As I said before, this is incredibly situational. You have to find what works for you. That being said, I think one thing that everyone should keep in mind is the "golden rule"- treat your baby how you would want to be treated. I don't know about you, but I'm not one of those people who can just fall asleep anywhere. I need it to be dark and quiet, and if I'm not tired it's just not going to happen. I don't like to eat when I'm not hungry and if I am hungry I don't particularly like to put off eating. Some nights I wake up and can't sleep or feel like getting a snack. And sometimes I just have a bad day. I'm in a bad mood and I don't know why or I just feel sad. I can't imagine coming home and telling Joey that I feel sad and just need a hug or some cuddle time, only to have him ignore me.  Or to have him tell me that since I'm not hungry I'm "fine". Or to have him tell me that he doesn't have to deal with me between 8 pm and 6 am so I need to learn how to comfort myself. And this is me- a grown adult who has fully functioning cognitive abilities. I know that Joey is still there for me even when he isn't in the room. When someone tells me it's still an hour until dinner, I have a concept of how long that is and I know that food is coming eventually. I can communicate my needs directly and I can move and meet them on my own if I need to.

  I know that for a lot of people this sounds nice in theory, but may be harder to implement. However, in these situations it is important to understand that it is not the baby that is the problem. The baby is doing what it is designed to do- what babies have been doing for centuries. It is our society that has changed and made the equation unbalanced. In a culture with incredibly weak community ties, small nuclear families, and non-existent parental leave, there aren't many options. We as a society have dismissed and devalued children and child-rearing to the point that they have become expendable. So I don't think the answer to our problems is any book on training babies. We need to train our culture. We need to write books on how to train lawmakers and employers to respect and support parenting. Paid parental leave, flexible work schedules, better access to quality childcare...these things shouldn't be luxuries. These are basic necessities for a healthy functioning society.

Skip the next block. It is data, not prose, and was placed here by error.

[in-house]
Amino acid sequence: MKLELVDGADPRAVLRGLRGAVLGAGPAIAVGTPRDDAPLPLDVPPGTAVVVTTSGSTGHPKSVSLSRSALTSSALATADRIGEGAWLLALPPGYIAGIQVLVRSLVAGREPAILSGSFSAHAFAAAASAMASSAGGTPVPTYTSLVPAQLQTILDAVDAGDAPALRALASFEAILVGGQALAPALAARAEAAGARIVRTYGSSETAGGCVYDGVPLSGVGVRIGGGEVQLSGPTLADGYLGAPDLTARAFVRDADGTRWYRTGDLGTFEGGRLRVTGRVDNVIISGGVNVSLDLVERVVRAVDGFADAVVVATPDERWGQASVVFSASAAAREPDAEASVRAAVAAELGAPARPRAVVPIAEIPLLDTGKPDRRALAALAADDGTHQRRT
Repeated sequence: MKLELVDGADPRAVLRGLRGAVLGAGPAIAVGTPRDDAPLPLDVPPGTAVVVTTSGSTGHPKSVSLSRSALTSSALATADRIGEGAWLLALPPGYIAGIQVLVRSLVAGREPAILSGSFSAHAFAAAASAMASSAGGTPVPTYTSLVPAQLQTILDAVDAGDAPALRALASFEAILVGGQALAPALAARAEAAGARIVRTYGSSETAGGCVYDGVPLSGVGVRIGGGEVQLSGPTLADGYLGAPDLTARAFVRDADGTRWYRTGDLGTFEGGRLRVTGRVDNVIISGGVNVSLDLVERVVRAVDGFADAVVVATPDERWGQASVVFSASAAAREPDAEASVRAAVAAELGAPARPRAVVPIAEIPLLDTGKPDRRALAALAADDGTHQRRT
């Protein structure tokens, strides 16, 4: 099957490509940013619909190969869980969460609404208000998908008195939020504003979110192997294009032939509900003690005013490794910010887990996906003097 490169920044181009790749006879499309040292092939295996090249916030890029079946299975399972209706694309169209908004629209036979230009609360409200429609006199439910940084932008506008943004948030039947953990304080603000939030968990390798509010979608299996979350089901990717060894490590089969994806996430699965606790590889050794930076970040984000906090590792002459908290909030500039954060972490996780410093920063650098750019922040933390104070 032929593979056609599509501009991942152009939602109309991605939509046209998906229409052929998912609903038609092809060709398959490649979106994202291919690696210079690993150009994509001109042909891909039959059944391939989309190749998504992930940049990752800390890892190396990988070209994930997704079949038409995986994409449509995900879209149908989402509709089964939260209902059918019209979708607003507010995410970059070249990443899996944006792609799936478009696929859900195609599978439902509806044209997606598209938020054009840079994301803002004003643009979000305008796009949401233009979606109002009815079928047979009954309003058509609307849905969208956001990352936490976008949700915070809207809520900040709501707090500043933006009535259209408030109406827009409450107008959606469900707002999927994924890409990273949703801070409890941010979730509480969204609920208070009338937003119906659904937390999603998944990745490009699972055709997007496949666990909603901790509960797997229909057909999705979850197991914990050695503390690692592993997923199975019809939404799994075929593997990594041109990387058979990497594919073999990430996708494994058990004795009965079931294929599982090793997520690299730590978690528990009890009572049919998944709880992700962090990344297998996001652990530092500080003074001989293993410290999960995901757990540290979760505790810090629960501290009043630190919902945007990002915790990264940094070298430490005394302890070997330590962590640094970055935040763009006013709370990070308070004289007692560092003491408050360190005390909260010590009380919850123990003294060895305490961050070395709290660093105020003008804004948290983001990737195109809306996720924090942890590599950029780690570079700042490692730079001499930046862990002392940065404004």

If you would like to read more on appropriate expectations for infants, the following links have some valuable insight.
(This is the last and most relevant of a five part series but all of them are worth your time.)